A sense of purpose and focus attends President Uhuru Kenyatta’s conduct of business nowadays.
His legacy at the fore of his mind, he is effecting a firmer grip on institutions that he believes let him down in his first term.
He has told his party’s MPs and Cabinet ministers and nominees that it will not be business as usual.
He will be ruthless with those he has given jobs who won’t deliver.
Friend and foe are confounded at how discreet the President has become lately, sometimes doing the exact opposite of what they expect.
He keeps things under wraps. For example, only a handful of his aides knew when he would announce his Cabinet, and fewer who would feature on it.
He scribbled on paper and departed from the script to insert the names of the first six he named in an impromptu address at State House.
Yesterday the Star established that the changes he has made since he began his second term target to ensure that “people pay for breaking the law”.
Top on the President’s list is the fight against corruption, which he has voiced his frustrations about during his first term of office.
The targets are unclear but sources say he has made this his Presidency.
Insiders say he is keen on ensuring that there is better coordination of all institutions key to fighting corruption.
“If you listened to the President during his Inauguration speech, he clearly stated that there are no grey areas in entrenching the rule of law. Expect nothing less from him and he is expecting nothing less from all Kenyans, and especially the institutions mandated to implement the Constitution,” a key Jubilee insider said.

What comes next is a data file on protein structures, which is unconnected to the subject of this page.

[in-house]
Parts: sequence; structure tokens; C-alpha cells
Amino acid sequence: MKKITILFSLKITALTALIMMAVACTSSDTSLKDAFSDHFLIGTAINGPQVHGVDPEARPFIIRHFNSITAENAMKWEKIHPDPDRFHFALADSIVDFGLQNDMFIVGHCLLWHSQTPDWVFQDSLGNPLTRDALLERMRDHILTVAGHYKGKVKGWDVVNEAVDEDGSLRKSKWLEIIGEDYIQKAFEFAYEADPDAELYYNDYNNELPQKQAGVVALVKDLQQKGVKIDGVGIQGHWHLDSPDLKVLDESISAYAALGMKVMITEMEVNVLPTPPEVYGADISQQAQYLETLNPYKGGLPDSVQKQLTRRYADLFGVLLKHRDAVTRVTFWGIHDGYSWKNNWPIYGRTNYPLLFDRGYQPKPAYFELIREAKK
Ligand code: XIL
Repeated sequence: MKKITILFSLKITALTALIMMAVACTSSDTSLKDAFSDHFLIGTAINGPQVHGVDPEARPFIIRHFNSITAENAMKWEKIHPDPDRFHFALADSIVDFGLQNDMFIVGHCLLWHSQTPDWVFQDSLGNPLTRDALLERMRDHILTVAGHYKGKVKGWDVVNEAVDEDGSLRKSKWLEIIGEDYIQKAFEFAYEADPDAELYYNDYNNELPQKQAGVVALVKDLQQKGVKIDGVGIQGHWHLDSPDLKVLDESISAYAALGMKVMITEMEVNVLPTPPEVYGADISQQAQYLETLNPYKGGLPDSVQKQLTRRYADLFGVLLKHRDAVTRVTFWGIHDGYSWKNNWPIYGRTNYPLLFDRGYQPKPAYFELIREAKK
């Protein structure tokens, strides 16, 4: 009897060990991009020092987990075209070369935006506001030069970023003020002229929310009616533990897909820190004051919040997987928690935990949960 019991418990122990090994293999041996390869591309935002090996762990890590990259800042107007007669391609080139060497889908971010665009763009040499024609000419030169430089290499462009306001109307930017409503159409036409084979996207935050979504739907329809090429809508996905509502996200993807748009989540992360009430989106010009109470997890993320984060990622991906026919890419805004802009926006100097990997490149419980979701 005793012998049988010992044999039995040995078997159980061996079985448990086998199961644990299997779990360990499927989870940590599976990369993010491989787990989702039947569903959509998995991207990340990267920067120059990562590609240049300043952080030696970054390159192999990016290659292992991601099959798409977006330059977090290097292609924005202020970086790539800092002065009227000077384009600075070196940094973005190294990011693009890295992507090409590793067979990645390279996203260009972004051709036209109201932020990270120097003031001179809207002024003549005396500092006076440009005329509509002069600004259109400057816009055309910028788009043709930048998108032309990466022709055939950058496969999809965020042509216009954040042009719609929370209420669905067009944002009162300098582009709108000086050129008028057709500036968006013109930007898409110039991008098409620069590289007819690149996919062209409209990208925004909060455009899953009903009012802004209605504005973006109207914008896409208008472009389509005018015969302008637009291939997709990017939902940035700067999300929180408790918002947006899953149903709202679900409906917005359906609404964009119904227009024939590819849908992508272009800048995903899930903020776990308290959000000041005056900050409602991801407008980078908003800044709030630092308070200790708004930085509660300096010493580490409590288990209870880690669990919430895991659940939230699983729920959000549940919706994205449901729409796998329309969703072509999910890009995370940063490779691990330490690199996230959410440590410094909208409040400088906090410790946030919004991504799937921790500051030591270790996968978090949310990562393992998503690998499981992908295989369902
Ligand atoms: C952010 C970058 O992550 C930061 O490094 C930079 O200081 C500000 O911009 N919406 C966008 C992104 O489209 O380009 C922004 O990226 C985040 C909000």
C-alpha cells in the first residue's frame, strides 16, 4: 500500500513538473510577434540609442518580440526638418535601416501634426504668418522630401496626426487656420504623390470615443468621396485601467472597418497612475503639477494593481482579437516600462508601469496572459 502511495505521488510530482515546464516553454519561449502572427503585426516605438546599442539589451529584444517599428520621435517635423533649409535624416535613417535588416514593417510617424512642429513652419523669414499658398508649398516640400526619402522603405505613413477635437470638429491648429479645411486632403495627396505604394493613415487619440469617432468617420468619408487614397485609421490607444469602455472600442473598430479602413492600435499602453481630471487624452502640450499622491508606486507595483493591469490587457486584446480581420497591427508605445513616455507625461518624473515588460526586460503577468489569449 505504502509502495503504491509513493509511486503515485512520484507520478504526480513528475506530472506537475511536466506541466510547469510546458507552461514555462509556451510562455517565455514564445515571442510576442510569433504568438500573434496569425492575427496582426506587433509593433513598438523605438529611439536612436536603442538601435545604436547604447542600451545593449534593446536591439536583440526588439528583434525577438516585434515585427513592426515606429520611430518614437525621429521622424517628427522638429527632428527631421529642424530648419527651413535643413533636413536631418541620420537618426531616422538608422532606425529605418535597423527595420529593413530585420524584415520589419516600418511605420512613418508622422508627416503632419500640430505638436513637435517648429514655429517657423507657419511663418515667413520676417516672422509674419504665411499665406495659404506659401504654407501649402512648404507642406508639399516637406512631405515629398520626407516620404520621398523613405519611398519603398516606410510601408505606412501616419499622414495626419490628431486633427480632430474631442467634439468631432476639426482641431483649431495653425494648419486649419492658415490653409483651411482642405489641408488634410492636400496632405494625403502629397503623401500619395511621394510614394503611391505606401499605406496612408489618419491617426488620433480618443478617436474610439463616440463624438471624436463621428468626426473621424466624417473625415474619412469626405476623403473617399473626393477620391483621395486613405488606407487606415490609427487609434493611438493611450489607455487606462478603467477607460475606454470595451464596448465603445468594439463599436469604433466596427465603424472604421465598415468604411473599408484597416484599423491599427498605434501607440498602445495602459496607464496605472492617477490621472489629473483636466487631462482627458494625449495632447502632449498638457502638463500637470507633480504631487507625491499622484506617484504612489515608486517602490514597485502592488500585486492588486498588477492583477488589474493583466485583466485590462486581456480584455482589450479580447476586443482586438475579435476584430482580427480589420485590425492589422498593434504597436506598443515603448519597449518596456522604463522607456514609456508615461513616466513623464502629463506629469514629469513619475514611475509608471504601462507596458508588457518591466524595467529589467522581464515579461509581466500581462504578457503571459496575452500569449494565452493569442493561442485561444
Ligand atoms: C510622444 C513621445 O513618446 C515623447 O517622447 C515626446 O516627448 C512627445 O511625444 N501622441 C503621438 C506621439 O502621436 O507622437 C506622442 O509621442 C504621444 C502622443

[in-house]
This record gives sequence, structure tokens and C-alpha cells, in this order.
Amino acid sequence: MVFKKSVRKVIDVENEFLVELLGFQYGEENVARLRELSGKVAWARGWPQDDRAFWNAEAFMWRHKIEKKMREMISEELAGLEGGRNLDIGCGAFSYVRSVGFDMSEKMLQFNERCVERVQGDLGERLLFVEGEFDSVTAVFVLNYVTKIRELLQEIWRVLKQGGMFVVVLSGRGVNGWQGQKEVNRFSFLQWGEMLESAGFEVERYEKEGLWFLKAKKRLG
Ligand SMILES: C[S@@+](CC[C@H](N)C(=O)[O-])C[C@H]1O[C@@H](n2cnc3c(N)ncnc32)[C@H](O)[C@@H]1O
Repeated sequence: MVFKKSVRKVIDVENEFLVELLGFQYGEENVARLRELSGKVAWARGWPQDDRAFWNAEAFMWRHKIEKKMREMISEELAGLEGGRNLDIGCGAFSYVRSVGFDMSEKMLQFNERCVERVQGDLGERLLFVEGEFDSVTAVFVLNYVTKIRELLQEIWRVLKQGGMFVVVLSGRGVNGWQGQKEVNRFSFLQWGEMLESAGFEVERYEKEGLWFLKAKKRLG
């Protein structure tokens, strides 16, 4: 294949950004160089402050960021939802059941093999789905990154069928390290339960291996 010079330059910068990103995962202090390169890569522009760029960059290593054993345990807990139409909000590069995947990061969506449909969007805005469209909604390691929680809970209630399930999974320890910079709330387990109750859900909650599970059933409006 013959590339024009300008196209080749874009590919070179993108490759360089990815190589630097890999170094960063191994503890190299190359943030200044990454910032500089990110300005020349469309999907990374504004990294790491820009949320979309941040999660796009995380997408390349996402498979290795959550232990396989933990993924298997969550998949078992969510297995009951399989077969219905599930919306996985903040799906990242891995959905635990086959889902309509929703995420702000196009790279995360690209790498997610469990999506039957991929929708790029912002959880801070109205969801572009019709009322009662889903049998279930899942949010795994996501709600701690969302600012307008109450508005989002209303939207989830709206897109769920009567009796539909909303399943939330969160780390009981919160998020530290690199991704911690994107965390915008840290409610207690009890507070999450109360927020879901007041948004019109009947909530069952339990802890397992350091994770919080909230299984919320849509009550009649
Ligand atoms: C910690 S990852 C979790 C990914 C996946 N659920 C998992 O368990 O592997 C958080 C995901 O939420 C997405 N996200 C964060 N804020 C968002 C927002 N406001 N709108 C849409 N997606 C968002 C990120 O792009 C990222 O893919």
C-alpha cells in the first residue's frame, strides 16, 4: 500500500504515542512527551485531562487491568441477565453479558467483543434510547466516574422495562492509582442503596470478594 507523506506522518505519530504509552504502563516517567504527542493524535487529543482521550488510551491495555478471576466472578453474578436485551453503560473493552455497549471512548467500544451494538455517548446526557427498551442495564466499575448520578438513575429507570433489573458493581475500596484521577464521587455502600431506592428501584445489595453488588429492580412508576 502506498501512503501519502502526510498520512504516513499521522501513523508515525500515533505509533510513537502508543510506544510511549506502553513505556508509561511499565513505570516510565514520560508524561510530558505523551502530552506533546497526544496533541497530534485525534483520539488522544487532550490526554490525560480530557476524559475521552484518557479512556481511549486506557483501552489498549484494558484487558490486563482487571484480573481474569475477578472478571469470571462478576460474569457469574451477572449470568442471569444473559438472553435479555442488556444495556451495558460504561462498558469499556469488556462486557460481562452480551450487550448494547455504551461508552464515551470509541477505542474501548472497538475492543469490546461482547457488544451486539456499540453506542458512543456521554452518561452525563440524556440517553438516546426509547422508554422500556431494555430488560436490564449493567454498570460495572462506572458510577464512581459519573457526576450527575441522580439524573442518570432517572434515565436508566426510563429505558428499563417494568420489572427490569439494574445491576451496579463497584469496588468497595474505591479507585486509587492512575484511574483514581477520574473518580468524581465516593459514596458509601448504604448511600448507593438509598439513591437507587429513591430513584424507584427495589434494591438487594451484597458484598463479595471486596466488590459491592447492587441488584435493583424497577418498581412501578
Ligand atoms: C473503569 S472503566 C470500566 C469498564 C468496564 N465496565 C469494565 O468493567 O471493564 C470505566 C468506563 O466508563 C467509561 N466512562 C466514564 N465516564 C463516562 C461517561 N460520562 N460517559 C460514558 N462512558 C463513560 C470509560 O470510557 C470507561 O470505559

He added that the President is likely to catch many by surprise because he has made his circle closer and tighter. His actions are shocking even those around him.
“He has now surrounded himself with people who he had long worked with, and the direction of the appointments is clear that he wants a complete change of thinking and execution. More changes are coming,” another Jubilee insider added.
Uhuru plucked a key ally and long-time aide, Solicitor General Njee Muturi from the powerful State Law Office, where he was the accounting officer, and appointed him the Deputy Chief of Staff.
The move has widely been seen as a demotion, but it brings him nearer the President to superintend over the implementation of the Big Four plan under the Presidential Delivery Unit.
Njee, a longtime PA, is the man the President deploys on sensitive missions. He was closely involved in the ICC cases, and was the face of the controversial payment of Sh1.4 billion for the aborted Anglo Leasing contracts.
Also read: Meet Uhuru's new "Kitchen Cabinet"
The contract, which the Kenya government said it was bound to pay because it had gone into international arbitration, was roundly condemned as a fraudulent and undeserving use of the public purse by the Treasury.
Even at the State Law Office, Njee was intensely involved in the President’s matters as a core member of his team of legal and political fixers. He has just brought him closer.
Significant, too, is the appointment of former Nakuru Governor Kinuthia Mbugua as the Comptroller of State Houses.
The former paramilitary policeman has brought a sense of discipline and eeriness in the corridors of State House as custodian of the President’s diary.
Experienced former appellate judge Paul Kihara and lawyer Kennedy Ogetto are expected to bring discipline, professionalism, strategic thinking and coordination to the government’s response to legal issues.
Uhuru is banking on Kihara to reverse the streak of losses the government has suffered in the courts that have seen many key decisions overturned or declared unconstitutional.
Ogetto is expected to tighten scrutiny of government contracts to suppliers, especially of large-scale projects, where money has been lost many times.
Ogetto was instrumental in Uhuru’s ICC case as well as the two presidential petitions in 2013 and 2017 and the President is said to have been consulting him frequently on legal matters, even when Githu was in office.